June 2008: Journal of Clinical Psychopharmacology
H N Nguyen, P Lalonde
UNLABELLED: This article reviews the relations between clozapine and pregnancy. Six case reports are identified in the literature of pregnant patients who received clozapine. Novartis at Basle, Switzerland, through its pharmacovigilance and epidemiology, service, has data on nearly 200 cases summarized in this article. We also describe the case of a patient with paranoid schizophrenia who was hospitalized 10 times between the age of 22 to 32. She received clozapine when she was 29 years old and, with a daily dosage of 350 mg, she became asymptomatic...
March 2003: L'Encéphale
R A Dickson, L Hogg
The authors describe the case of a patient with treatment-resistant schizophrenia who became pregnant after switching from conventional neuroleptic medications to clozapine, an atypical antipsychotic medication that does not cause hyperprolactinemia. Gestational diabetes, possibly exacerbated by clozapine, complicated management of her pregnancy. Comprehensive community support and psychiatric rehabilitation, combined with a positive response to clozapine, contributed to satisfying the patient's goal of having a healthy baby and being able to take the baby home to live with her and her husband...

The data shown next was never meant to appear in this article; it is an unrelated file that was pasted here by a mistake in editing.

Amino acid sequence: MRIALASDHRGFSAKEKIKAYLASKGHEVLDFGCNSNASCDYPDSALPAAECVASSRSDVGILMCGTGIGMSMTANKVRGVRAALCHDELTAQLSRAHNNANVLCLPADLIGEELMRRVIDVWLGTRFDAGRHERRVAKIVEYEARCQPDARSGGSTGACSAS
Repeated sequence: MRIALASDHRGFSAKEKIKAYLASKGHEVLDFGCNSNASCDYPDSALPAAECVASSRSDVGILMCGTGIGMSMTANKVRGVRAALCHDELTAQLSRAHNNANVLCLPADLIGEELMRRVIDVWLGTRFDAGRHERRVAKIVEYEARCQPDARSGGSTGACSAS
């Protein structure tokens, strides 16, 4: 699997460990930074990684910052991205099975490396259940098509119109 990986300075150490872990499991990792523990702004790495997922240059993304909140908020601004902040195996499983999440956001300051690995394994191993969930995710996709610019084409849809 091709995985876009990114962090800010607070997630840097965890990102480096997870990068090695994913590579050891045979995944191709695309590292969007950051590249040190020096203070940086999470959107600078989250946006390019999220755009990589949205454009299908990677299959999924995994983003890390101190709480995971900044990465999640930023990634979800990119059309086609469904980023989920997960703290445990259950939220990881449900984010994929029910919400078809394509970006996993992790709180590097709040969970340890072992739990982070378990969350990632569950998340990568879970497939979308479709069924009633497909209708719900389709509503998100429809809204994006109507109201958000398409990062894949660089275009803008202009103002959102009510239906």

August 1998: Psychiatric Services: a Journal of the American Psychiatric Association
Fetch more papers »
Fetching more papers... Fetching...
Read by QxMD. Sign in or create an account to discover new knowledge that matter to you.
Remove bar
Read by QxMD icon Read

Search Tips

Use Boolean operators: AND/OR

diabetic AND foot
diabetes OR diabetic

Exclude a word using the 'minus' sign

Virchow -triad

Use Parentheses

water AND (cup OR glass)

Add an asterisk (*) at end of a word to include word stems

Neuro* will search for Neurology, Neuroscientist, Neurological, and so on

Use quotes to search for an exact phrase

"primary prevention of cancer"
(heart or cardiac or cardio*) AND arrest -"American Heart Association"